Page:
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Republic Entertainment, Inc.
Type subsidiary
Founded 1935
Owner(s) Viacom
Parent Paramount Motion Pictures Group

Republic Pictures was (and still is, in-name-only) an independent film production-distribution corporation with studio facilities, operating from 1934 through 1959 and best known for its specialization in quality westerns, movie serials and B films emphasizing mystery and action.

They were also responsible for financing one Shakespeare film, Orson Welles's Macbeth, and several of the films of John Ford during the 1940s and early 1950s, and for developing the careers and star-status of John Wayne and Gene Autry.

Contents

Corporate History

DVD front cover for The Adventures of Captain Marvel film serial (1941), the most celebrated of Republic's serials.

Created in 1935 by Herbert J. Yates, a longtime investor in film and music properties and founder and president of Consolidated Film Industries, Republic was the result of a union of six smaller Poverty Row studios.

In the depths of the 1930s depression, Yates's laboratory was servicing many poverty-row studios. In 1935 Yates saw a chance to become a production head himself. Six established poverty-row companies (Monogram, Mascot, Liberty, Majestic, Chesterfield, and Invincible) were all dependent on Yates's lab. Yates prevailed upon his clients to merge under his leadership (or otherwise face foreclosure on outstanding lab bills). Yates's new company, Republic Pictures Corporation, was established as a collaborative enterprise focused on low-budget product.

The largest of Republic's components was Monogram Pictures, run by Trem Carr and W. Ray Johnston, specializing in "B" films, and controlling a nation-wide distribution system. The most advanced technically was Nat Levine's Mascot Pictures Corporation, which had been making serials almost exclusively since the mid-1920s and had a first-class production facility, the former Mack Sennett-Keystone lot in Studio City. Mascot also had just discovered Gene Autry and signed him to a contract as a singing cowboy star. Larry Darmour's Majestic Pictures had developed a following, with big-name stars and rented sets giving his humble productions a polished look. Republic took its original "Liberty Bell" logo from M. H. Hoffman's Liberty Films (not to be confused with Frank Capra's short-lived Liberty Films that produced his It's a Wonderful Life, ironically now owned by Republic), Chesterfield Pictures and Invincible Pictures, two sister companies under the same ownership, were skilled in producing low budget melodramas and mysteries. Acquiring these six companies allowed Republic to begin life with a skilled production staff, a company of experienced B-film supporting players and at least one highly promising star, a complete distribution system, and a functioning studio. In exchange for merging, the principals were promised independence in their productions under the Republic aegis, and higher budgets with which to improve the quality of the films.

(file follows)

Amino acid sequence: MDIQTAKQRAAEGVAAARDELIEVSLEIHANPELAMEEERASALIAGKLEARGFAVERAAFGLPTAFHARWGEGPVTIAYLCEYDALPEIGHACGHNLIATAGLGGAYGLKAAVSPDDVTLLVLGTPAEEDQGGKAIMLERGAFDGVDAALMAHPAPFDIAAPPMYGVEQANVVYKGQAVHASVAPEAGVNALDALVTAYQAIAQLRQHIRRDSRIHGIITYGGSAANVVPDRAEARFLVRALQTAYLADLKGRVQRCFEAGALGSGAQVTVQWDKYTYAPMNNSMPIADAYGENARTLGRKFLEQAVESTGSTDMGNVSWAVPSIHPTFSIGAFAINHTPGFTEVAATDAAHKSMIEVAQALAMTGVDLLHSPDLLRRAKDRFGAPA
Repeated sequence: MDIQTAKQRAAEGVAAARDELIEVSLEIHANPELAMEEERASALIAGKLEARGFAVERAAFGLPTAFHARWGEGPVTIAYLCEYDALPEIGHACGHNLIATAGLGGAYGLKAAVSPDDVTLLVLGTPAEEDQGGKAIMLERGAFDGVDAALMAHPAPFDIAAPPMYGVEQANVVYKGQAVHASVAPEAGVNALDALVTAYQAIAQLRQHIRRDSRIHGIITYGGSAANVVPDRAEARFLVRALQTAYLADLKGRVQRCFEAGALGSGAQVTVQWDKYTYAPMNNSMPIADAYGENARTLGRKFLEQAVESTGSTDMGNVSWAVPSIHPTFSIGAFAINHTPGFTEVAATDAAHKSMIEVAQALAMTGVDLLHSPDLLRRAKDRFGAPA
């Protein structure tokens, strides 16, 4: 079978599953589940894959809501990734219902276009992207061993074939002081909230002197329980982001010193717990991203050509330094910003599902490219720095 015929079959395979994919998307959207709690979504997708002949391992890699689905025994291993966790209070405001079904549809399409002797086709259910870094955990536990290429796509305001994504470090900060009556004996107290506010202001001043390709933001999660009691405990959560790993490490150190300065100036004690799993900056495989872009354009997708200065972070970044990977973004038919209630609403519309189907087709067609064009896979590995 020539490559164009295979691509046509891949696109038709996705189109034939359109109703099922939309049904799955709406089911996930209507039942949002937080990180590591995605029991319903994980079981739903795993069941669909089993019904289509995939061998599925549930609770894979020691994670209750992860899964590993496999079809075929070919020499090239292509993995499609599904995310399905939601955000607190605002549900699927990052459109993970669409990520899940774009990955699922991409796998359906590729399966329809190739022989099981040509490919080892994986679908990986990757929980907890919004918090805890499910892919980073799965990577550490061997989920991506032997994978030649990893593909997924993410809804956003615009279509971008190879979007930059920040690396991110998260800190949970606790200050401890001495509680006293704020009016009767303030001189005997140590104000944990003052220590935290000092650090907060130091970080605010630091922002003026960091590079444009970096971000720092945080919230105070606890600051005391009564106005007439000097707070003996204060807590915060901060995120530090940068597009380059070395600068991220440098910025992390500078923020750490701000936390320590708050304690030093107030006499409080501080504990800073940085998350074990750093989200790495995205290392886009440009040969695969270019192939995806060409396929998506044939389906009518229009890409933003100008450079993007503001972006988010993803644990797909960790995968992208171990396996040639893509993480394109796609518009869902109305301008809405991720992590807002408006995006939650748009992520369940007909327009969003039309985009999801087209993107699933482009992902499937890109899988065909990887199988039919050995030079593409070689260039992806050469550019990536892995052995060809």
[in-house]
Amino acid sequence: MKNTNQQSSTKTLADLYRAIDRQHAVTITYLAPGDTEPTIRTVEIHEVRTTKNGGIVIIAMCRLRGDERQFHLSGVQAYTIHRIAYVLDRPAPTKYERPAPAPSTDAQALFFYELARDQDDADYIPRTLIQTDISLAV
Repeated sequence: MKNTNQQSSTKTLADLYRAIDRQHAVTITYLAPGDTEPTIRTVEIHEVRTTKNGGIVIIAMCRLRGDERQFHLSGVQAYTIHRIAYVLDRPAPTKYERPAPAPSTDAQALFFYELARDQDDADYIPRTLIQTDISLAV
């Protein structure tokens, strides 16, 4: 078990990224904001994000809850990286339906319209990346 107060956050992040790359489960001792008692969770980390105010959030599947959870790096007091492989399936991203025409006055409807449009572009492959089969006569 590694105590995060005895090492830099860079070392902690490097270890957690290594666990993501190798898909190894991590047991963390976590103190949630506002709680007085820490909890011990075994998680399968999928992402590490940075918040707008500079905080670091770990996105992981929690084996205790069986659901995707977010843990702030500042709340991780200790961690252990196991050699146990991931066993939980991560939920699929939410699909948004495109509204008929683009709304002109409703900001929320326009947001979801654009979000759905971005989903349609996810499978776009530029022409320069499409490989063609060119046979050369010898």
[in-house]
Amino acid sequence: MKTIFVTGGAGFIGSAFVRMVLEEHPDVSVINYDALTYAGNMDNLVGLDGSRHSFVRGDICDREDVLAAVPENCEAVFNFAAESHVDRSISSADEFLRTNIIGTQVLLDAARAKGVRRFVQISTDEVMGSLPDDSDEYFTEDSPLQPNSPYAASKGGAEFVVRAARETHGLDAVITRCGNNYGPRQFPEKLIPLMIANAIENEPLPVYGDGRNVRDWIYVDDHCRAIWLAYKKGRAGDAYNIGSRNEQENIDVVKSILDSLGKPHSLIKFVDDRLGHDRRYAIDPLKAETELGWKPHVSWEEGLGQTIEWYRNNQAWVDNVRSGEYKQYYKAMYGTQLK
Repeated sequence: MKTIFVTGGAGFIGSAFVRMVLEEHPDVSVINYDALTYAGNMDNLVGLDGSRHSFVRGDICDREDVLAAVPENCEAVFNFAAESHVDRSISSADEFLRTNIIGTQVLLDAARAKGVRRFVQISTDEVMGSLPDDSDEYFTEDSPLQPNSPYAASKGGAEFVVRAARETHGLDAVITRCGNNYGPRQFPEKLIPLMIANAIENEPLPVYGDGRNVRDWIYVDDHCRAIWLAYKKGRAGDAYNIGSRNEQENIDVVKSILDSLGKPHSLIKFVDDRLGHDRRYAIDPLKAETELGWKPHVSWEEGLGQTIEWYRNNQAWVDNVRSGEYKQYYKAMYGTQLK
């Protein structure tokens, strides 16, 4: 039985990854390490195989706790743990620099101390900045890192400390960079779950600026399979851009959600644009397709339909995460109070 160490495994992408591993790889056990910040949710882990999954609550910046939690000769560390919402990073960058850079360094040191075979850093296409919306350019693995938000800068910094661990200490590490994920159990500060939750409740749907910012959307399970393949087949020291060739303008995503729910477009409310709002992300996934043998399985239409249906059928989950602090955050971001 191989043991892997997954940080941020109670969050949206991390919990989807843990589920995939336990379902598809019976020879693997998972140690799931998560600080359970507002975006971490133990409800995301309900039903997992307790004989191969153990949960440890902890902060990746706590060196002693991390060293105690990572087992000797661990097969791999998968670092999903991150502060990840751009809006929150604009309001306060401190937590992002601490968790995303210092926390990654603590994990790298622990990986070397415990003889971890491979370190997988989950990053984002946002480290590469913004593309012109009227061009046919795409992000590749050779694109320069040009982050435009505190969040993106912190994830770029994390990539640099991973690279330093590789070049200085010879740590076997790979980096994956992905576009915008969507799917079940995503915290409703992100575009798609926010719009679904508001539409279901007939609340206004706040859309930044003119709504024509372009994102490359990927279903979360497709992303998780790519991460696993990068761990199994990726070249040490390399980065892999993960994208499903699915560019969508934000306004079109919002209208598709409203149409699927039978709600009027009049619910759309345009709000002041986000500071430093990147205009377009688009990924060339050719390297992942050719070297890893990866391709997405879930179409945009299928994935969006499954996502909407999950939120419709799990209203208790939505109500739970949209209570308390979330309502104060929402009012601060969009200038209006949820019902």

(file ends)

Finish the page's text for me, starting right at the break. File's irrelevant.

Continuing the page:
After he had "learned the ropes" of film production and distribution from his partners, Yates began asserting more and more authority over "their" film departments, and dissension arose in the ranks. Carr and Johnston left and reactivated Monogram Pictures; Darmour resumed independent production for Columbia Pictures; Levine left and never recovered from the loss of his studio, staff, and stars, all of whom now were contracted to Republic and Yates. Freed of partners, Yates presided over what was now "his" film studio and acquiring senior production and management staff who would serve him as employees, not experienced peers with independent ideas and agendas.

Republic also acquired Brunswick Records to record their singing cowboys Gene Autry and Roy Rogers and hired Cy Feuer as head of their music department. [1]

Types of films

In its early years Republic was itself sometimes labeled a "poverty row" company as its primary product were B movies and serials. Republic, however, showed more interest in, and provided larger budgets to, these films than many of the larger studios were doing, and certainly more than other independents were able to. The heart of the company was its B-westerns, and many western-film leads, among them John Wayne, Gene Autry, Rex Allen, and Roy Rogers, became recognizable stars at Republic. However, by the mid-1940s Yates was producing better-quality pictures, even mounting big-budget fare like The Quiet Man, Sands of Iwo Jima, Johnny Guitar, and The Maverick Queen

From the mid-1940s, Republic films often featured Vera Hruba Ralston, a former Czechoslovakian ice-skater who had won the heart of the studio boss, becoming the second Mrs. Yates in 1949. She was originally featured in musicals as Republic's answer to Sonja Henie, but Yates tried to build her up as a dramatic star, casting her in leading roles opposite important male stars. Yates billed her as "the most beautiful woman in films," but her charms were lost on the moviegoing public, and exhibitors complained that Republic was making too many Ralston pictures. Years later, John Wayne allowed that the reason he left Republic in 1952 was the threat of having to make another picture - he had endured two - with Miss Ralston. Yates remained Ralston's biggest supporter, and she continued to appear in Republic features until its very last production.

Although Republic made most of its films in black and white, it occasionally would produce a higher-budget film, such as The Red Pony (1949) and The Quiet Man (1952) in Technicolor. During the late 1940s and 1950s, Yates utilized a low-cost Cinecolor process called Trucolor in many of his films, notably Johnny Guitar (1954), The Last Command, and Magic Fire (1956).

Republic produced many "hillbilly" and rural musicals and comedies featuring Bob Burns, the Weaver Brothers, and Judy Canova that were popular in various areas of the United States.[2]

With production costs increasing, Yates organised Republic's output into four types of films, "Jubilee" usually a Western filmed in seven days for about $50,000, "Anniversary" filmed in fourteen to fifteen days for $175,000 to $200,000, "Deluxe" that were major films made by Republic's crew for a budget of around $500,000 and "Premiere" that featured major directors who did not usually work for Republic that could feature a budget of a million dollars.[3] Some of these were from independent production companies that were picked up for release by Republic.